Referenced in Guides: Acadiana, French

Arceneaux, William. Papers, 1964-2007 (bulk 1972-2007). 15 linear feet and 20 volumes. Locations: 4:36, 4:43, 110:4-11, OS:A, Vault:2. Louisiana higher education official. Papers consist of correspondence, business papers, photographs, printed items, and scrapbooks related to the professional, civic, and personal activities of William Arceneaux. A small amount of correspondence is in French and Spanish. For further information, see online catalog Mss. 4107.

Assumption Parish records, 1841-1920 (bulk 1841-1891). 84 items. Location: U:6, 98:. Miscellaneous legal papers stating the value of a sugar plantation and slaves, with a copy of a lease for a house, lot, and billiard table in Napoleonville, La. (1841); subpoenas in a legal suit concerning St. Elizabeth Church (1852); and a broadside titled "Synopsis of Steamboat Laws" (1867). A printed invitation to attend a meeting of the Republican Executive Committee in Donaldsonville (1887), a broadside of the regular Democratic ticket for delegates to the state nomination convention and Assumption Parish officials (1891), and issues of The Assumption Pioneer (January 23, February 13, 27, 1909) are included. Mss. 14.

Bertrand, Alvin Lee, 1918- interviewee. Oral history interview, 1995. 5 sound cassettes (7.5 hours), transcript (276 p.). Location: L:4700.0524. LSU alumnus and Boyd Professor of Sociology/Rural Sociology. Bertrand discusses growing up in rural Louisiana and the French language and Cajun culture. Bertrand also discusses loss of the small farm way of life, agricultural mores, and the impact of mechanization on rural life in Louisiana. Bertrand describes the general layout of the LSU campus in 1936, the creation of the LSU lakes, the LSU stadium, and student social activities. He comments on the many changes he witnessed while at LSU and details his long association with LSU and the Sociology Dept. He also discusses the development of rural sociology at LSU; his own involvement in international organizations; his work as an international rural sociologist; and his research and studies on health care needs. For further information, see online catalog. Mss. 4700.0524.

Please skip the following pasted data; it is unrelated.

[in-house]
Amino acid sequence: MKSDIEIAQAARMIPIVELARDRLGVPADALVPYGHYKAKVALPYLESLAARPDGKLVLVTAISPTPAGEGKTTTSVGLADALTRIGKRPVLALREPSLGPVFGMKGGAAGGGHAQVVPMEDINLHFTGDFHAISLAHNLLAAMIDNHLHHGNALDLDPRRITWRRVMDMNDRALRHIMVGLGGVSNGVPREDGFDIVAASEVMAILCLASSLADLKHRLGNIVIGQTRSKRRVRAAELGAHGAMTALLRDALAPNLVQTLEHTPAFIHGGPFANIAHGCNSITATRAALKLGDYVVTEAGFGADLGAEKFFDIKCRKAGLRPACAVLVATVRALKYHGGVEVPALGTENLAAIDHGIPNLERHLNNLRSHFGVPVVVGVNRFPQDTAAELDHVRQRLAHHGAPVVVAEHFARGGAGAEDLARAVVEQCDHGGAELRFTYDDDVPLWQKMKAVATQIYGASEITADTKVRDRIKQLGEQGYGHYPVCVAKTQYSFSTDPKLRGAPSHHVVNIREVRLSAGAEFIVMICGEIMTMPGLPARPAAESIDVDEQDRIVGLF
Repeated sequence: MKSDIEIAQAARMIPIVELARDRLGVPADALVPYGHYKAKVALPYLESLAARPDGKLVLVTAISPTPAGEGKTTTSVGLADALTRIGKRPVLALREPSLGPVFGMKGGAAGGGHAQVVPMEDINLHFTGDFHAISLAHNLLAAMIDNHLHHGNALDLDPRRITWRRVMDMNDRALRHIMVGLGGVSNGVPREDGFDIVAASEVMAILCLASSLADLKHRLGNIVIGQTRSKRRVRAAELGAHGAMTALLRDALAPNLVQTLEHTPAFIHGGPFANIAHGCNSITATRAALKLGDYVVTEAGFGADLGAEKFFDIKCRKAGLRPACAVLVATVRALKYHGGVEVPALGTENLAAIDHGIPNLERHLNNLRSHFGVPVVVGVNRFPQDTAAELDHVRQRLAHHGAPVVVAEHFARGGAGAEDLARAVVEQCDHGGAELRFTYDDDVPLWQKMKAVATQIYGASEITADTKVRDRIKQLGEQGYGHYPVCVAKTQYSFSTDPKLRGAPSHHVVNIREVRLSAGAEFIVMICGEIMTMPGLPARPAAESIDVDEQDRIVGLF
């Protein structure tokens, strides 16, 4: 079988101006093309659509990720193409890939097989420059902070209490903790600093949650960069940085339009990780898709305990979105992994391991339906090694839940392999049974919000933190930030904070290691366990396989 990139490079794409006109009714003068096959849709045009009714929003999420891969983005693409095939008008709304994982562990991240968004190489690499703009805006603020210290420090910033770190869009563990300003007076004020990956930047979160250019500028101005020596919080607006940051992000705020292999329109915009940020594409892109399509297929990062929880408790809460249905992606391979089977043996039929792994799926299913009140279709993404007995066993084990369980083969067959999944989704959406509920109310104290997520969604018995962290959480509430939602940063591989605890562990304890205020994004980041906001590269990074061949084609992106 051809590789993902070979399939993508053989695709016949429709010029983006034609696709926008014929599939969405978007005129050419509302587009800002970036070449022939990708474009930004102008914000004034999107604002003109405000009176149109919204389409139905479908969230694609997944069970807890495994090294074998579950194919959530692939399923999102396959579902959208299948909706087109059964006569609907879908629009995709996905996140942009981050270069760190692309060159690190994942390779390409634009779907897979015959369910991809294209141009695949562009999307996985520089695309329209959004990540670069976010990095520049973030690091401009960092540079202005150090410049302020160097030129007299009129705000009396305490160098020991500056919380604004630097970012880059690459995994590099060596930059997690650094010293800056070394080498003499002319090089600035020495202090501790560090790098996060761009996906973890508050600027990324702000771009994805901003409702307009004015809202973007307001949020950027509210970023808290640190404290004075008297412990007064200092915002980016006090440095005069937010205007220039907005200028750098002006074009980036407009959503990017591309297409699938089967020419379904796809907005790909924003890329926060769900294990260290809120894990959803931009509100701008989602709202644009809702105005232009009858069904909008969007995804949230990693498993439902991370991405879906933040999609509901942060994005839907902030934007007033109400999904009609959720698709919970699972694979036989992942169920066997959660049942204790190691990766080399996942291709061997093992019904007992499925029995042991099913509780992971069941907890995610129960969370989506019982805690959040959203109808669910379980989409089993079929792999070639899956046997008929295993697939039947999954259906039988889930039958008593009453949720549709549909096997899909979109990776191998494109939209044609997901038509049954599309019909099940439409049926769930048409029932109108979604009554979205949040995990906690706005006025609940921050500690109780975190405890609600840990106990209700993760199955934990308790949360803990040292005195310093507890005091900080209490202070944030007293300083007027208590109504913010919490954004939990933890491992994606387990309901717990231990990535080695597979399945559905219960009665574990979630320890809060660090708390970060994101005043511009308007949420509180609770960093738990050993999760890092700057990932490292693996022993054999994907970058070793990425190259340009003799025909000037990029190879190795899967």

Referenced in Guides: Transportation, Education, Acadiana, French, Medicine, LSU

Bertrand, Alvin Lee. Papers, 1942-1988. 1 linear ft. Location: 43:65. Author and professor of rural sociology at Louisiana State University. Includes copies, drafts, and typescripts of articles for publication; reports on rural industrialization, development, settlement, and social impact studies in Louisiana and the American South; and addresses and speeches given at sociology conferences in the United States and around the world. Mss. 4787

Referenced in Guides: Education, Acadiana, LSU

Bichot, Jean Baptiste. Petition, 1781 March 29. 1 item. Location: Misc:B. Bichot was an official of the area under the jurisdiction of the post of Pointe Coupee, in Louisiana. Item is a petition to Charles de Grand-Pré,, commandant of the post of Pointe Coupee, requesting permission to inform Madame de Rocheblave to pay her debt to Sieur du Doigt. A list of her debts is included. An endorsement by Grand-Pré, approves the action, and an addendum by Bichot records Rocheblave was informed to pay the debt. In French. For further information, see online catalog. Mss. 4894.

Referenced in Guides: Women, Acadiana, French

Bourque, Owen. Collection on Betty Martin, 1907-2012 (bulk 1998-2010). 0.1 linear ft. Location: MISC:B. Research materials compiled by Owen Bourque on Betty Martin (the pen name used by Edwina Mary Meyer). In 1928, Martin was sent to United States Marine Hospital Number 66 (formerly the Louisiana Leper Home) in Carville, Louisiana after she was diagnosed with leprosy. Materials include chiefly photocopies and printouts of articles from magazines, newspapers, and online sources. Mss. 5367.

Referenced in Guides: Women, Acadiana, Medicine